Halal dim sum gains steam


  • Eat And Drink
  • Friday, 16 Jun 2017

Mohd Ridzuan (right) dishing out some of the halal dim sum for customers at his D Aman Dim Sum stall at the Ramadan bazaar outside Darul Aman Stadium in Alor Setar. — Photos: G.C. TAN/ The Star.

FOOD entrepreneur Mohd Ridzuan Mohd Salleh got his first taste of halal dim sum when a friend shared with him a bite-size Chinese dumpling made by a hotel in mid-2015.

That first taste inspired the 30-year-old to venture into the halal dim sum business and he opened a stall to sell the delicacy at a food court in Mergong, Alor Setar, in April last year.

He said business was initially slow as consumers were apprehensive of the dumplings but eventually picked up when he explained that they were halal. Some of his customers became regulars to his stall, including those from outside Kedah.

Buoyed by the reception, he decided to open a stall at the Ramadan bazaar at Darulaman Stadium grounds this year.

It proved to be a good move, as his stall is enjoying a roaring business from visitors attracted to the eye-catching dim sum which come in various colours.

Mohd Ridzuan sells 15 types of dim sum filled with fish, crab, prawn or chicken. They include chicken dumplings, crab dumplings, soy fish rolls, yaki noki fish rolls and seafood dumplings.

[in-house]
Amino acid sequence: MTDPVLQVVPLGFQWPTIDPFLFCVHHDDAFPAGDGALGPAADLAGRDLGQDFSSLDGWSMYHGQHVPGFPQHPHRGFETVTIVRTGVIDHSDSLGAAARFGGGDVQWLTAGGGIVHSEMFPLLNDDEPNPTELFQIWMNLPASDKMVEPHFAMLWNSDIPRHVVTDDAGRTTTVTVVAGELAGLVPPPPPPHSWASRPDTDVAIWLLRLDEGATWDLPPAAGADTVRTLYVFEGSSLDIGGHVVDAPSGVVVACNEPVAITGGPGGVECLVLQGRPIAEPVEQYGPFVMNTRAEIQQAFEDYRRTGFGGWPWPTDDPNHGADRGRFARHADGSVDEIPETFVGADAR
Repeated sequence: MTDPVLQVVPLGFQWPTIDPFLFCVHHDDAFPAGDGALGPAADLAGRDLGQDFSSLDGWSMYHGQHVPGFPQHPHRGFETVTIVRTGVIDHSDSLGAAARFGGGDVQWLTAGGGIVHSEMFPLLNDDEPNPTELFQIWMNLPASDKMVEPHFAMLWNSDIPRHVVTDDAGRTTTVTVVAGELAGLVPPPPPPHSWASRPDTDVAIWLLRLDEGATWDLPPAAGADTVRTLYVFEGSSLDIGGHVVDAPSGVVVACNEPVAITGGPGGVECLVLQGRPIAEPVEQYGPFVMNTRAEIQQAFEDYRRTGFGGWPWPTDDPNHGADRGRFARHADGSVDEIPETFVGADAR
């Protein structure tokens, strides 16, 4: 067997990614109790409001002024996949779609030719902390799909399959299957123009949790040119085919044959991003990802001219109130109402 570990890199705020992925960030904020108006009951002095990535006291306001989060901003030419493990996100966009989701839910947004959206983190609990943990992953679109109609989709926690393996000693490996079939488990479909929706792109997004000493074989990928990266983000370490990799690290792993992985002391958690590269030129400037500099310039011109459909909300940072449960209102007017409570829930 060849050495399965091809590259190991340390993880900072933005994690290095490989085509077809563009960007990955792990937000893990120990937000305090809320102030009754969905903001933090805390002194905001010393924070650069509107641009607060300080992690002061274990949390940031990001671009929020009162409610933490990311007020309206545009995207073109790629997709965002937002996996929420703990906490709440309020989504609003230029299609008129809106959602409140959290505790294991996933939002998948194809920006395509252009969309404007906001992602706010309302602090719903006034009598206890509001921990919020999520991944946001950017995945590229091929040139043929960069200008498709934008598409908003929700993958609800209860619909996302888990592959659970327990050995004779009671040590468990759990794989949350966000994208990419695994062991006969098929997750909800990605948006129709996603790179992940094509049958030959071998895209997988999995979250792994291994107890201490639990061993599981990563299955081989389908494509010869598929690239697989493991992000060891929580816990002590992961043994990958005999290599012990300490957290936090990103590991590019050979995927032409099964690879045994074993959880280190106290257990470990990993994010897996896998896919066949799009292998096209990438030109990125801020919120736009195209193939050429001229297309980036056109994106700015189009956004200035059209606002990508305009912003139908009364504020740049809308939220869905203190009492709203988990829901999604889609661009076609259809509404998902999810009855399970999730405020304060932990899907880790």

The eye-catching halal dim sum prepared by Mohd Ridzuan.
The eye-catching halal dim sum prepared by Mohd Ridzuan.

He sells them in sets of three for RM3.50 or nine for RM10.

Recalling how he first started out in the business, he said he searched the Internet for information about dim sum and suppliers of halal dim sum after that first taste.

“I found a halal food supplier from Kuala Lumpur who now delivers RM3,000 to RM5,000 worth of halal dim sum per week to me which I distribute equally to my stalls at the food court and Ramadan bazaar,” said Mohd Ridzuan who is from Sungai Tiang in Pendang.

He said while most Chinese enjoyed having dim sum for breakfast, he found that Malays preferred them in the evenings.

Mohd Ridzuan believes that many types of Chinese food such as wan tan mee could be ‘transformed’ into a halal dish for Muslims.

“One needs to change the ingredients from pork to beef or chicken but maintain the original recipes.

“I am in the middle of doing research on wan tan mee such as the skin of wan tan, its ingredients and others.

“Who knows? Next year, I might open up a halal wan tan mee stall at the Ramadan bazaar here,” he added.

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